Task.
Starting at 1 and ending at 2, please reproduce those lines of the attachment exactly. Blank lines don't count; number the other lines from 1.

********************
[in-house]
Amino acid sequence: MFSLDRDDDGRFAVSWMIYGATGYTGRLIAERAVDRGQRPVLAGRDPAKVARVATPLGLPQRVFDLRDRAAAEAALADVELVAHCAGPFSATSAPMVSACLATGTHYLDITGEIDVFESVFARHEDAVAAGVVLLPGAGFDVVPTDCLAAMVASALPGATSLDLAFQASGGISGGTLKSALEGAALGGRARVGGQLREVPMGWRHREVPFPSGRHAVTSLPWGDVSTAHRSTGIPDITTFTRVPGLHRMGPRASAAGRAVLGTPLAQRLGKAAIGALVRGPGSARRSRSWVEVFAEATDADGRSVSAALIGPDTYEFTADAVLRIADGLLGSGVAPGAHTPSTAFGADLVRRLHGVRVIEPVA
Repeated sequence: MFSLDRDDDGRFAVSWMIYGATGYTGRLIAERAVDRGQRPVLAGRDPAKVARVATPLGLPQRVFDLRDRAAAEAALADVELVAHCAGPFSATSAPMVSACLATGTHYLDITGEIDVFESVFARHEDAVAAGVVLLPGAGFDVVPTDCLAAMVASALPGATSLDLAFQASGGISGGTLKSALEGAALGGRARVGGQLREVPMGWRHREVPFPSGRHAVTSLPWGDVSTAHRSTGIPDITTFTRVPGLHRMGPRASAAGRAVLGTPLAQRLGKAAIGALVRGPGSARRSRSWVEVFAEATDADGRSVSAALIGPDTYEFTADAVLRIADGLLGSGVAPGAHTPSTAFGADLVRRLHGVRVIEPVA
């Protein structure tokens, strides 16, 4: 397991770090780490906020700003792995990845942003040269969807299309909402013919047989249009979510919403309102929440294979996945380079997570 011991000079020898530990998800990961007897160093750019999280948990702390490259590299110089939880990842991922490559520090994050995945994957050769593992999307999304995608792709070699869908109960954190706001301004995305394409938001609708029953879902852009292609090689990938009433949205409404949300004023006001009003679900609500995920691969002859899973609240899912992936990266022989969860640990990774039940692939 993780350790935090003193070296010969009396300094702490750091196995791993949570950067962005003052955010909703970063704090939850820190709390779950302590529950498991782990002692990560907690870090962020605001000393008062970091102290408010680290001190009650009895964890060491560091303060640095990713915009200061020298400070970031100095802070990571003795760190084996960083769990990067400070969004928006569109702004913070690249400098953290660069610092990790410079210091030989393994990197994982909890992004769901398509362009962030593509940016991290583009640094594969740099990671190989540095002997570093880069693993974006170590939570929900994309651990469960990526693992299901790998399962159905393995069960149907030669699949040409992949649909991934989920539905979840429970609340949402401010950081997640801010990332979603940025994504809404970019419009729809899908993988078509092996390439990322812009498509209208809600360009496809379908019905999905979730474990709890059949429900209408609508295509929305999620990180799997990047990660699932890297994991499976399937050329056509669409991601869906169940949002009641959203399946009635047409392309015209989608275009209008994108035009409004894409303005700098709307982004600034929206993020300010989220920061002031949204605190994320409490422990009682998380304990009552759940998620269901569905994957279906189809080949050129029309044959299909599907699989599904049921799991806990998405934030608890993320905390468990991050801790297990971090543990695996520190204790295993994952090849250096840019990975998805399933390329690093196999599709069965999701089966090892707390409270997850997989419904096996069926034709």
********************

[in-house]
Amino acid sequence: MFSLDRDDDGRFAVSWMIYGATGYTGRLIAERAVDRGQRPVLAGRDPAKVARVATPLGLPQRVFDLRDRAAAEAALADVELVAHCAGPFSATSAPMVSACLATGTHYLDITGEIDVFESVFARHEDAVAAGVVLLPGAGFDVVPTDCLAAMVASALPGATSLDLAFQASGGISGGTLKSALEGAALGGRARVGGQLREVPMGWRHREVPFPSGRHAVTSLPWGDVSTAHRSTGIPDITTFTRVPGLHRMGPRASAAGRAVLGTPLAQRLGKAAIGALVRGPGSARRSRSWVEVFAEATDADGRSVSAALIGPDTYEFTADAVLRIADGLLGSGVAPGAHTPSTAFGADLVRRLHGVRVIEPVA